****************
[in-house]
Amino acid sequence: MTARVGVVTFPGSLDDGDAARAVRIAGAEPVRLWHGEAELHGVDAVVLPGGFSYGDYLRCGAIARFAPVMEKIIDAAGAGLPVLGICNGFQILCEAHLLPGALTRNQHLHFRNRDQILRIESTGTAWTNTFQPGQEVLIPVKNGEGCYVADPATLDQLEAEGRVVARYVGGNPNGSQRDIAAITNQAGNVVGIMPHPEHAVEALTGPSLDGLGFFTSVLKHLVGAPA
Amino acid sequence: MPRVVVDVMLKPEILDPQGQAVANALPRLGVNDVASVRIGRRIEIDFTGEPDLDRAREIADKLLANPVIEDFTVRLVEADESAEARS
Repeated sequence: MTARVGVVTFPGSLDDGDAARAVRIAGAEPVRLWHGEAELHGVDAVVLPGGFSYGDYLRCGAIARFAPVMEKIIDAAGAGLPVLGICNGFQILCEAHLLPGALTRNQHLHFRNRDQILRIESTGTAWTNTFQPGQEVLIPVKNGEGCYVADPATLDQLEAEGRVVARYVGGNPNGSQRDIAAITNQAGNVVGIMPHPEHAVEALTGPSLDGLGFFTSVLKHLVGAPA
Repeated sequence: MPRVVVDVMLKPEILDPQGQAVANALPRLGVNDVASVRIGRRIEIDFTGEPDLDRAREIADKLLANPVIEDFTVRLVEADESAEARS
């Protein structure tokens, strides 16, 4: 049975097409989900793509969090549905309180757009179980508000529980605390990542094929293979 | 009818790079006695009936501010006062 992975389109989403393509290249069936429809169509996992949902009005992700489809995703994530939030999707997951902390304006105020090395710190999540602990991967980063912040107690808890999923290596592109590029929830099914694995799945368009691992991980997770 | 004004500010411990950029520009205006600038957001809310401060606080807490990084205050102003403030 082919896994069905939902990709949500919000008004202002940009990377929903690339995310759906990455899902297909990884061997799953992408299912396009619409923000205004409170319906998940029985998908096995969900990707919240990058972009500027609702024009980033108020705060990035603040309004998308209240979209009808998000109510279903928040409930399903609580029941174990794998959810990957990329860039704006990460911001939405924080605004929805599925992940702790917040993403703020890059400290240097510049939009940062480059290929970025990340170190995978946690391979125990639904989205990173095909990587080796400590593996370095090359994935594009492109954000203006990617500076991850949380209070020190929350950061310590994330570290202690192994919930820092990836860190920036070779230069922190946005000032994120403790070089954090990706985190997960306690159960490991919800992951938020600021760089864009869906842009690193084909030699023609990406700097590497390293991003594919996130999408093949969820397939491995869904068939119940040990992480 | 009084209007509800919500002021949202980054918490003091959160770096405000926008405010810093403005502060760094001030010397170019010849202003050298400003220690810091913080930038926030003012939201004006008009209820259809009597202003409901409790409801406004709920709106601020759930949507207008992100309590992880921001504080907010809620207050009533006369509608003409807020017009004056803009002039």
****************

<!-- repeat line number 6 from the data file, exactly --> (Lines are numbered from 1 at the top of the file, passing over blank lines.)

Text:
């Protein structure tokens, strides 16, 4: 049975097409989900793509969090549905309180757009179980508000529980605390990542094929293979 | 009818790079006695009936501010006062 992975389109989403393509290249069936429809169509996992949902009005992700489809995703994530939030999707997951902390304006105020090395710190999540602990991967980063912040107690808890999923290596592109590029929830099914694995799945368009691992991980997770 | 004004500010411990950029520009205006600038957001809310401060606080807490990084205050102003403030 082919896994069905939902990709949500919000008004202002940009990377929903690339995310759906990455899902297909990884061997799953992408299912396009619409923000205004409170319906998940029985998908096995969900990707919240990058972009500027609702024009980033108020705060990035603040309004998308209240979209009808998000109510279903928040409930399903609580029941174990794998959810990957990329860039704006990460911001939405924080605004929805599925992940702790917040993403703020890059400290240097510049939009940062480059290929970025990340170190995978946690391979125990639904989205990173095909990587080796400590593996370095090359994935594009492109954000203006990617500076991850949380209070020190929350950061310590994330570290202690192994919930820092990836860190920036070779230069922190946005000032994120403790070089954090990706985190997960306690159960490991919800992951938020600021760089864009869906842009690193084909030699023609990406700097590497390293991003594919996130999408093949969820397939491995869904068939119940040990992480 | 009084209007509800919500002021949202980054918490003091959160770096405000926008405010810093403005502060760094001030010397170019010849202003050298400003220690810091913080930038926030003012939201004006008009209820259809009597202003409901409790409801406004709920709106601020759930949507207008992100309590992880921001504080907010809620207050009533006369509608003409807020017009004056803009002039």